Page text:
DEARBORN, Mich., Dec. 5 (UPI) -- Ford Motor Co. announced in a regulatory filing Monday it plans to raise nearly $3 billion to increase its push into areas of transportation beyond simply making and selling vehicles.
Investors picked up more than $2 billion worth of 10- and 30-year bonds Monday, which Ford said it will use to bolster efforts in self-driving cars, electric cars and mobility. In total, the company plans to raise $2.8 billion with the debt issuance.
The company said the new areas of focus are essential as more companies pop up with transportation options, from ride-hailing and car-sharing to basic technologies being introduced for cars and trucks.
"Consistent with our recent investor day presentations, we continue to increase our investments in emerging opportunities, primarily in the areas of electrification, autonomy and mobility," the company said in a statement.
In recent months, Ford has bought a van-shuttle service in San Francisco and a stake in the laser-sensor maker Velodyne, which makes parts for autonomous cars, among other smaller and start-up companies, in an effort to compete with Uber, Google and others looking to create the future of transportation.
Ford announced recently it plans to have around 100,000 autonomous vehicles for ride-sharing services on the road that function without a steering wheel or gas and brake pedals by 2021. In 2016, the company had about 30 of the vehicles in testing on the road and plans to increase that number to 90 test vehicles during 2017.
Ford has also invested $4.5 billion to convert nearly half its vehicle line-up to running on electricity by 2020.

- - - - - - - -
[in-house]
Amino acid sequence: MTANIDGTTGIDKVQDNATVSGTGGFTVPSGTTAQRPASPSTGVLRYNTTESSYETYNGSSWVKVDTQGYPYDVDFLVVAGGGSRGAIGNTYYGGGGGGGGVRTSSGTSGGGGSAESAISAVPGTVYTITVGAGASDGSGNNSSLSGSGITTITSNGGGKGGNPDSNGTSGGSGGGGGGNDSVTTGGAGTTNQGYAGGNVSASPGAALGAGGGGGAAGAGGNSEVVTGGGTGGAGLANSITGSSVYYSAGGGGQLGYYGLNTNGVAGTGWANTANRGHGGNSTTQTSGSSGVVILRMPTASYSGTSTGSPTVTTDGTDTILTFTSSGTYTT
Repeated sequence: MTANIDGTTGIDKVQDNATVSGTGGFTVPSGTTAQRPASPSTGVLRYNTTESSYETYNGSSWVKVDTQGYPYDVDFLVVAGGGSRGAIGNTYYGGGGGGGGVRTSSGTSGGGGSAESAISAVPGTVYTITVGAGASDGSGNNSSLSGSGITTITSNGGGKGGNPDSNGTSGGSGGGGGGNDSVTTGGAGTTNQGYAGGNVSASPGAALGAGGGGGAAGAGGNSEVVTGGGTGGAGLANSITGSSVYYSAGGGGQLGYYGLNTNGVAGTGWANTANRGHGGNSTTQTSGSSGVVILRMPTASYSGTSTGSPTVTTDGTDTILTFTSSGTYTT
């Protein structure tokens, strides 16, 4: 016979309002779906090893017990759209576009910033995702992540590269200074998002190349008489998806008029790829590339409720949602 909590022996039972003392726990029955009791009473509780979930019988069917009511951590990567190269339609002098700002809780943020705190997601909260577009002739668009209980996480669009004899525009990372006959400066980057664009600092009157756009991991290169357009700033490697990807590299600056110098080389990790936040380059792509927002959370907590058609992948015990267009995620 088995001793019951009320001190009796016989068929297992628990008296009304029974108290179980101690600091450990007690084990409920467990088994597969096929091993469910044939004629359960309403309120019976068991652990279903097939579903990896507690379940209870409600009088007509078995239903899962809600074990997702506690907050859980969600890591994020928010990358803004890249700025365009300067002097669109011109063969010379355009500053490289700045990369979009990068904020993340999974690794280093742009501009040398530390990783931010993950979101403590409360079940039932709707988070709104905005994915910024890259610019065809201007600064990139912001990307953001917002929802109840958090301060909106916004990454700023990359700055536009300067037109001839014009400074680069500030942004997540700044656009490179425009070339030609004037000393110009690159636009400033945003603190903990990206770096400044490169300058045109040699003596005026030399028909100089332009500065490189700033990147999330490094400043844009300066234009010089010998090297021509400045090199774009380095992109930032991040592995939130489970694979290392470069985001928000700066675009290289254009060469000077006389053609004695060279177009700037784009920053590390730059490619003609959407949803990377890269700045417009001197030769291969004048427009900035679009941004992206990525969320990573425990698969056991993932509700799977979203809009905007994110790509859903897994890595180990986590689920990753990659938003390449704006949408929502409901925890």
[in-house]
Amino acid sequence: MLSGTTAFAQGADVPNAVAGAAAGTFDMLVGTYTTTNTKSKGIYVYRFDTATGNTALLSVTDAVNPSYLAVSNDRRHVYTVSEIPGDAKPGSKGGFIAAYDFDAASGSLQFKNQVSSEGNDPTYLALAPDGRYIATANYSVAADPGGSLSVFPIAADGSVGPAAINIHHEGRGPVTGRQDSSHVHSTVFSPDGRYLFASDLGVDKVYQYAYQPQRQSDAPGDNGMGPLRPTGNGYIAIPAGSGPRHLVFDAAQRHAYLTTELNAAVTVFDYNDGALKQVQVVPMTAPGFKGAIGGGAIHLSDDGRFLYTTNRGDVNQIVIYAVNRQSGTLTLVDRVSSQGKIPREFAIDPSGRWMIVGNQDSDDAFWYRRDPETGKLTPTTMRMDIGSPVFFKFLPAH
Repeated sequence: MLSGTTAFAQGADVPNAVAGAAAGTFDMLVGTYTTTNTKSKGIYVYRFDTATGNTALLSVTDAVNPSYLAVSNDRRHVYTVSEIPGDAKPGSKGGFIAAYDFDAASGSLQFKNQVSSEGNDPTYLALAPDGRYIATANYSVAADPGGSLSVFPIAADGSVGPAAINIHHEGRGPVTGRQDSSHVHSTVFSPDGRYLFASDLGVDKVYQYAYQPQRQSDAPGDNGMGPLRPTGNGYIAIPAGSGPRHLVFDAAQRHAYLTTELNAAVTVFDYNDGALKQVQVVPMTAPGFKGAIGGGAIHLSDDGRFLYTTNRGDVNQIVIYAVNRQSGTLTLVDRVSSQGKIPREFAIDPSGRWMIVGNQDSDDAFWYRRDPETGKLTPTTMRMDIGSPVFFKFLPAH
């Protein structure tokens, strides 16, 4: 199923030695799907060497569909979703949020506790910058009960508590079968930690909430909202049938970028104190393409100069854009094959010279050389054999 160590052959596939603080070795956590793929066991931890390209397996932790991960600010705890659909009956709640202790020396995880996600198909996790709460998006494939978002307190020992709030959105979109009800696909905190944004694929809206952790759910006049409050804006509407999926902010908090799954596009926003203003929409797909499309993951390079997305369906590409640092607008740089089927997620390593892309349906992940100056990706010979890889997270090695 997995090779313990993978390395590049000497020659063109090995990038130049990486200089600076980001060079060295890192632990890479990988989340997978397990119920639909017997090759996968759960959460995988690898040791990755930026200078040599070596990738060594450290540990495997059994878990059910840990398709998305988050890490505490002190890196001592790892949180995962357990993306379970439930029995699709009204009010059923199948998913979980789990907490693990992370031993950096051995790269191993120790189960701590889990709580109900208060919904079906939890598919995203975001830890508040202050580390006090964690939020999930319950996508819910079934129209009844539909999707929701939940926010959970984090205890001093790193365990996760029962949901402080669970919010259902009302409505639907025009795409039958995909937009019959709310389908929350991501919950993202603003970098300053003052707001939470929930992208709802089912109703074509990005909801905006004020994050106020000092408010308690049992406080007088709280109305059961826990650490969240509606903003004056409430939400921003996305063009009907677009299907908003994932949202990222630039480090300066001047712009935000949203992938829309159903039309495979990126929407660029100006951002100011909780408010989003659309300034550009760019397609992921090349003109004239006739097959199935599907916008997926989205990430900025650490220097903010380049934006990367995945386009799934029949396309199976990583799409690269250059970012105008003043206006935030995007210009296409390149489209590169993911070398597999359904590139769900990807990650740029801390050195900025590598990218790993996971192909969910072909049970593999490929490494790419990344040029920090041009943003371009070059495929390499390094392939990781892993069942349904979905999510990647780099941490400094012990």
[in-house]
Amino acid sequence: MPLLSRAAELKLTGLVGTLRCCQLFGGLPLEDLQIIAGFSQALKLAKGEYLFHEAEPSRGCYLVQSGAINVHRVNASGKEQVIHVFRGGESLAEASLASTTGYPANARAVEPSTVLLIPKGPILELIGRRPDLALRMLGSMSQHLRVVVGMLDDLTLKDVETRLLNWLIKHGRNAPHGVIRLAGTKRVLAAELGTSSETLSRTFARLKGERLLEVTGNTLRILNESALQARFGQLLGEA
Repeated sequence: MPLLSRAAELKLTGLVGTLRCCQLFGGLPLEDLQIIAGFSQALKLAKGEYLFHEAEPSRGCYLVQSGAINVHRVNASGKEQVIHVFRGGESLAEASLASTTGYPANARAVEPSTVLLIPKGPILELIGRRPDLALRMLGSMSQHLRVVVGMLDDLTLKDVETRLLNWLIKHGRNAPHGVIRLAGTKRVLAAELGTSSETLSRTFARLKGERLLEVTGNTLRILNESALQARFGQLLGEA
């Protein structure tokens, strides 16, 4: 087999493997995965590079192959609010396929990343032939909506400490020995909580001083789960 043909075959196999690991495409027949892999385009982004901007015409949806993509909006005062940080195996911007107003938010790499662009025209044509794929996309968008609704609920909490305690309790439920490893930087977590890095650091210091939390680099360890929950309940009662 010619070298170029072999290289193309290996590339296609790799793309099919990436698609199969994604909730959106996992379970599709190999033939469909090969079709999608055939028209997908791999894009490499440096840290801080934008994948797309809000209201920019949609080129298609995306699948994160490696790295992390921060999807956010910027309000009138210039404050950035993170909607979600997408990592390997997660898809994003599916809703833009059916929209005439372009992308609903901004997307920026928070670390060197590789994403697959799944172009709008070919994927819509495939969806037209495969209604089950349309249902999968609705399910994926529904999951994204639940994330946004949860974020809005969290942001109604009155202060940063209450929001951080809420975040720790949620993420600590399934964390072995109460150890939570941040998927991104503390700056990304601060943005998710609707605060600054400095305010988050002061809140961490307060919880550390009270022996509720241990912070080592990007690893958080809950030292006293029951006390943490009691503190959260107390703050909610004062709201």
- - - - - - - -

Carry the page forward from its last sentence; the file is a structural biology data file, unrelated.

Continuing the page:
"For us, the world is changing," Mark Fields, CEO at Ford, told Bloomberg. "The transportation that served us well in the last hundred years is not going to serve us very well in the next hundred years. So based on that, that's really forcing, really encouraging us to think differently about the business."
SEATTLE, Dec. 5 (UPI) -- E-commerce giant Amazon.com on Monday unveiled plans to open brick and mortar app-based grocery stores in the United States -- a venture the company hopes will fill an enduring need for millions of Americans.
The company announced Amazon Go, which will feature a no-checkout process called "Just Walk Out Shopping" -- in which shoppers can enter the convenience-style store, take what they need and walk out. Advanced retail technology automatically detects what items were taken and bills customers' Amazon accounts.
"Our checkout-free shopping experience is made possible by the same types of technologies used in self-driving cars: computer vision, sensor fusion, and deep learning," it states on the Amazon Go website.
"With our Just Walk Out Shopping experience, simply use the Amazon Go app to enter the store, take the products you want, and go! No lines, no checkout. (No, seriously.)"
Amazon is already testing the concept in Seattle, and if the beta process goes well the company plans to open many Go stores nationwide. The stores will occupy about 1,800 square feet of retail space -- "conveniently compact so busy customers can get in and out fast."
Amazon is attempting to tackle the small store format because it believes online grocery shopping is a niche corner of the market not yet adequately addressed.
"Four years ago we asked ourselves: what if we could create a shopping experience with no lines and no checkout? Could we push the boundaries of computer vision and machine learning to create a store where customers could simply take what they want and go?" the website states. "Our answer to those questions is Amazon Go."
The stores will feature ready-made meals and individual grocery items like bread, milk, and many items you would find in a large grocery chain.
Amazon said it expects to make Amazon Go available to the public early next year.
The Wall Street Journal reported Monday that Amazon Go is one of at least three physical store concepts the company is exploring -- including large multifunctional stores with curb pickup service.
In all, more than 2,000 Amazon grocery stores could open in the near future, the report said.
The stores are part of Amazon's Project Como, which the company hopes will capture a larger share of the food market.
Shares of Amazon (Nasdaq: AMZN) rose by $19.02 (2.57 percent) during trading Monday.